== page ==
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MBio. 2012 Apr 3;3(2). pii: e00291-11. doi: 10.1128/mBio.00291-11. Print 2012.

A new family of membrane electron transporters and its substrates, including a new cell envelope peroxiredoxin, reveal a broadened reductive capacity of the oxidative bacterial cell envelope.

Author information

1
Department of Microbiology, Immunobiology, Harvard Medical School, Boston, Massachusetts, USA.

Abstract

The Escherichia coli membrane protein DsbD functions as an electron hub that dispatches electrons received from the cytoplasmic thioredoxin system to periplasmic oxidoreductases involved in protein disulfide isomerization, cytochrome c biogenesis, and sulfenic acid reduction. Here, we describe a new class of DsbD proteins, named ScsB, whose members are found in proteobacteria and Chlamydia. ScsB has a domain organization similar to that of DsbD, but its amino-terminal domain differs significantly. In DsbD, this domain directly interacts with substrates to reduce them, which suggests that ScsB acts on a different array of substrates. Using Caulobacter crescentus as a model organism, we searched for the substrates of ScsB. We discovered that ScsB provides electrons to the first peroxide reduction pathway identified in the bacterial cell envelope. The reduction pathway comprises a thioredoxin-like protein, TlpA, and a peroxiredoxin, PprX. We show that PprX is a thiol-dependent peroxidase that efficiently reduces both hydrogen peroxide and organic peroxides. Moreover, we identified two additional proteins that depend on ScsB for reduction, a peroxiredoxin-like protein, PrxL, and a novel protein disulfide isomerase, ScsC. Altogether, our results reveal that the array of proteins involved in reductive pathways in the oxidative cell envelope is significantly broader than was previously thought. Moreover, the identification of a new periplasmic peroxiredoxin indicates that in some bacteria, it is important to directly scavenge peroxides in the cell envelope even before they reach the cytoplasm.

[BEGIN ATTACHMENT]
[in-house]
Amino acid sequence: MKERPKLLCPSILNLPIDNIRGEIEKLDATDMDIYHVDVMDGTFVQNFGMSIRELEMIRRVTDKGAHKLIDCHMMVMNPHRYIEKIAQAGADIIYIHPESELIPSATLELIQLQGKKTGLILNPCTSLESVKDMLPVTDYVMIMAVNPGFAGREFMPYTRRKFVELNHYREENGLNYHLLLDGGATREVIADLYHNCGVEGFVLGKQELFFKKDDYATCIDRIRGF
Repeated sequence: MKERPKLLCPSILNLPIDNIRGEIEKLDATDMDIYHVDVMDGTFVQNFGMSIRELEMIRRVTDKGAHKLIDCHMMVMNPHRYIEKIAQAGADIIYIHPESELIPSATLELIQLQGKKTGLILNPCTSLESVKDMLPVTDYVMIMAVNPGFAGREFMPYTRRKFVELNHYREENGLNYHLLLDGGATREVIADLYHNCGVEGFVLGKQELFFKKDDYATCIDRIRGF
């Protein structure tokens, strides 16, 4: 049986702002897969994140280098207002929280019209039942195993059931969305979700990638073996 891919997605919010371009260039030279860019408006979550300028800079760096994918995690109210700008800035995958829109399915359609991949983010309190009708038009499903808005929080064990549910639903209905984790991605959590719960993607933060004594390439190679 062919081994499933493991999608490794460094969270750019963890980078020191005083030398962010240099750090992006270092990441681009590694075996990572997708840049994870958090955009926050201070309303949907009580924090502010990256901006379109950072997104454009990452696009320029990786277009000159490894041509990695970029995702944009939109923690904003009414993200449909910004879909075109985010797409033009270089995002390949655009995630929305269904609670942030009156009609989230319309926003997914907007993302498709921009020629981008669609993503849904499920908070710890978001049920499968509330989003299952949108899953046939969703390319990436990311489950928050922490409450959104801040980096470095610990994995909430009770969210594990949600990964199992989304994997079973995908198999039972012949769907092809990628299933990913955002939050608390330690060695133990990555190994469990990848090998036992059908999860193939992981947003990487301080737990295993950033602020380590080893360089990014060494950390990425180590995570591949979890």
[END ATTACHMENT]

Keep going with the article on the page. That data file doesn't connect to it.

IMPORTANCE:

Peroxides are reactive oxygen species (ROS) that damage cellular components such as lipids, proteins, and nucleic acids. The presence of protection mechanisms against ROS is essential for cell survival. Bacteria express cytoplasmic catalases and thiol-dependent peroxidases to directly scavenge harmful peroxides. We report the identification of a peroxide reduction pathway active in the periplasm of Caulobacter crescentus, which reveals that, in some bacteria, it is important to directly scavenge peroxides in the cell envelope even before they reach the cytoplasm. The electrons required for peroxide reduction are delivered to this pathway by ScsB, a new type of membrane electron transporter. We also identified two additional likely ScsB substrates, including a novel protein disulfide isomerase. Our results reveal that the array of proteins involved in reductive pathways in the oxidative environment of the cell envelope is significantly broader than was previously thought.

PMID:
22493033
PMCID:
PMC3322552
DOI:
10.1128/mBio.00291-11
[Indexed for MEDLINE]
Free PMC Article

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